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Arctic Refreeze Season: 2020/21


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Posted
  • Location: Newcastle Upon Tyne (Spital Tongues)
  • Weather Preferences: Cold, Snow, Windstorms and Thunderstorms
  • Location: Newcastle Upon Tyne (Spital Tongues)

    An update on the sea ice losses in Okhotsk, which continued yesterday.

    Anim18Small.thumb.gif.9244cc7f50c089372c461919e71ed277.gif

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    Aaannnd, the same animation but for the whole month (a larger, better quality version is on the twitter page too)

    Here are the images for today. I'm going to start updating these roughly twice per week from now on.   

    A comparison of the first 13 days of surface air temperature anomalies across the Arctic. The lack of -ve anomalies and the increasingly widespread +10C anomalies of the last 5 years or so is quite so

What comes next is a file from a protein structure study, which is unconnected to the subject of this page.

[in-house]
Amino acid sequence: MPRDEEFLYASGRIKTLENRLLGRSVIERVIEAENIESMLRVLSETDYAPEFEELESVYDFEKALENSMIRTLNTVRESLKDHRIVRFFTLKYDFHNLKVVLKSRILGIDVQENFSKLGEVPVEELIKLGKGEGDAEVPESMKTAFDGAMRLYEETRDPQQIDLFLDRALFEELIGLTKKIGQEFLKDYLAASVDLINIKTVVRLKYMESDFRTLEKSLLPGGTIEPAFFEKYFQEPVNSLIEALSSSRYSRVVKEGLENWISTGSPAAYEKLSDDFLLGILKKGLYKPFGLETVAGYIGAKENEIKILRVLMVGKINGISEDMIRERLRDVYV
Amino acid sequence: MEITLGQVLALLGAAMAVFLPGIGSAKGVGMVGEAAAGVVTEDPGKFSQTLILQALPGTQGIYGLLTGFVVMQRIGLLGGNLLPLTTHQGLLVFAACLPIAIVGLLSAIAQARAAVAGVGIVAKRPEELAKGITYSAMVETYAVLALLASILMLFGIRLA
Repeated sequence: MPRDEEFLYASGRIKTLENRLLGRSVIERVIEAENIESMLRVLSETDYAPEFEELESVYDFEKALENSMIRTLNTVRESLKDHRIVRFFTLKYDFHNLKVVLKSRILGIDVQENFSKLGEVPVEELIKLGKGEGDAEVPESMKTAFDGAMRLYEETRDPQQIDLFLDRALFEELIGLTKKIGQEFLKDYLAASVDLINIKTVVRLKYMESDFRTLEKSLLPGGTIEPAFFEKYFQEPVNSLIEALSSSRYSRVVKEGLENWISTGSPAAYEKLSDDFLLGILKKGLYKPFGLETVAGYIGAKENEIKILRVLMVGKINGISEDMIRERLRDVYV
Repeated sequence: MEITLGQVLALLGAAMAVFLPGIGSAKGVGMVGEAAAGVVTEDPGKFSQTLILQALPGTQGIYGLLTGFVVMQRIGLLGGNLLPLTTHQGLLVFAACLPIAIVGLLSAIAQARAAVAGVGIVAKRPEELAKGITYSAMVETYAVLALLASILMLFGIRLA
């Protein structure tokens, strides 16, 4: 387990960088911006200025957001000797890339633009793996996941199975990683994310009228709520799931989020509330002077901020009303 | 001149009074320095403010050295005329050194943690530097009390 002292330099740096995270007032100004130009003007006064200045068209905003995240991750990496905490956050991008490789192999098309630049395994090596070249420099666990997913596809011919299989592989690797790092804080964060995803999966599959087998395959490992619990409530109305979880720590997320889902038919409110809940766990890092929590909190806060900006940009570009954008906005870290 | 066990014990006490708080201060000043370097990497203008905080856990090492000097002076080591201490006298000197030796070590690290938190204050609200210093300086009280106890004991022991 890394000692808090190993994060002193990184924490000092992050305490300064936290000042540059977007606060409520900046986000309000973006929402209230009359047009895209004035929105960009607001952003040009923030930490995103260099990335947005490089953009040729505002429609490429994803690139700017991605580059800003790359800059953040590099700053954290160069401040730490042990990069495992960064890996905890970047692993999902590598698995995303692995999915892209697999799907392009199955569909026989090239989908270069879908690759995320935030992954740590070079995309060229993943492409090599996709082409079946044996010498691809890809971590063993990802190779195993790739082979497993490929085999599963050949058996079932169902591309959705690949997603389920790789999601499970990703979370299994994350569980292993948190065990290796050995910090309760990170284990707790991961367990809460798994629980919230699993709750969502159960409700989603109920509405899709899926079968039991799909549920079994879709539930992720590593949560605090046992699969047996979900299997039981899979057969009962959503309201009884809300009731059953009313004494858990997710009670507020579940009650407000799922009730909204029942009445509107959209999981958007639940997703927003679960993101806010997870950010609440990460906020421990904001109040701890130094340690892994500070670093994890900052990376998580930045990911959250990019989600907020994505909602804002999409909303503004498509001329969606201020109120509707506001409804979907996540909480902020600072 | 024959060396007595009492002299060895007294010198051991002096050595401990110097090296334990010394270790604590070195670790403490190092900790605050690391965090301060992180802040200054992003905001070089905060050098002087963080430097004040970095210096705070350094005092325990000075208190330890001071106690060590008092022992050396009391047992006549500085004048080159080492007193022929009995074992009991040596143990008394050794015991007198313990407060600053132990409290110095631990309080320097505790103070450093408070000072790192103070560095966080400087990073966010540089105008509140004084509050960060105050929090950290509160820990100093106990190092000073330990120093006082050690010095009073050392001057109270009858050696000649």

Posted Images

    Posted
  • Location: Newcastle Upon Tyne (Spital Tongues)
  • Weather Preferences: Cold, Snow, Windstorms and Thunderstorms
  • Location: Newcastle Upon Tyne (Spital Tongues)

    NSIDC extent has dropped by 264,000 km2 in the last 2 days, going from 11th to 3rd lowest on record, mainly due to the Sea of Okhotsk.

    COmbGraphImageNSIDCFeb18.thumb.png.acf691d3800d53ac8189c02a45f1be24.png

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    Posted
  • Location: Newcastle Upon Tyne (Spital Tongues)
  • Weather Preferences: Cold, Snow, Windstorms and Thunderstorms
  • Location: Newcastle Upon Tyne (Spital Tongues)

    Over the last 10 days, persistent southerly winds have been driving open water north of Svalbard towards the N. Pole. Further, in the last few days, sea ice has been breaking up and moving away from the north east of coast Greenland. Unusual for Feb, but I'm not quite sure if it's unprecedented...